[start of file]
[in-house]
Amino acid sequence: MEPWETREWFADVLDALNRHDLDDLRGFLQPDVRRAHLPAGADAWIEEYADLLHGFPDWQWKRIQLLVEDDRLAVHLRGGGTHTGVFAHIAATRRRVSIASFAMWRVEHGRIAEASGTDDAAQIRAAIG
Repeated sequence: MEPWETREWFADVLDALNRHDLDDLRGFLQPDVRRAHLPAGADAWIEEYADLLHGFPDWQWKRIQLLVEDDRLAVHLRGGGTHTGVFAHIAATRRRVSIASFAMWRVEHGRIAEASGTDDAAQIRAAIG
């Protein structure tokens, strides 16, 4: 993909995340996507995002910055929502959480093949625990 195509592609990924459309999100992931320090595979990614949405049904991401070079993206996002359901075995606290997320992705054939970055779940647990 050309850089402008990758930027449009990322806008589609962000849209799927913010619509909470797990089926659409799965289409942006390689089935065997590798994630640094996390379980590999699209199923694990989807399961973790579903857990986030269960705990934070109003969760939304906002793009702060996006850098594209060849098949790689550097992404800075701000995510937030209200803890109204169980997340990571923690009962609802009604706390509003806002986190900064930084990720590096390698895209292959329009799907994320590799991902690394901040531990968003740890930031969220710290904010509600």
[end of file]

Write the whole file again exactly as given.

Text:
[in-house]
Amino acid sequence: MEPWETREWFADVLDALNRHDLDDLRGFLQPDVRRAHLPAGADAWIEEYADLLHGFPDWQWKRIQLLVEDDRLAVHLRGGGTHTGVFAHIAATRRRVSIASFAMWRVEHGRIAEASGTDDAAQIRAAIG
Repeated sequence: MEPWETREWFADVLDALNRHDLDDLRGFLQPDVRRAHLPAGADAWIEEYADLLHGFPDWQWKRIQLLVEDDRLAVHLRGGGTHTGVFAHIAATRRRVSIASFAMWRVEHGRIAEASGTDDAAQIRAAIG
């Protein structure tokens, strides 16, 4: 993909995340996507995002910055929502959480093949625990 195509592609990924459309999100992931320090595979990614949405049904991401070079993206996002359901075995606290997320992705054939970055779940647990 050309850089402008990758930027449009990322806008589609962000849209799927913010619509909470797990089926659409799965289409942006390689089935065997590798994630640094996390379980590999699209199923694990989807399961973790579903857990986030269960705990934070109003969760939304906002793009702060996006850098594209060849098949790689550097992404800075701000995510937030209200803890109204169980997340990571923690009962609802009604706390509003806002986190900064930084990720590096390698895209292959329009799907994320590799991902690394901040531990968003740890930031969220710290904010509600």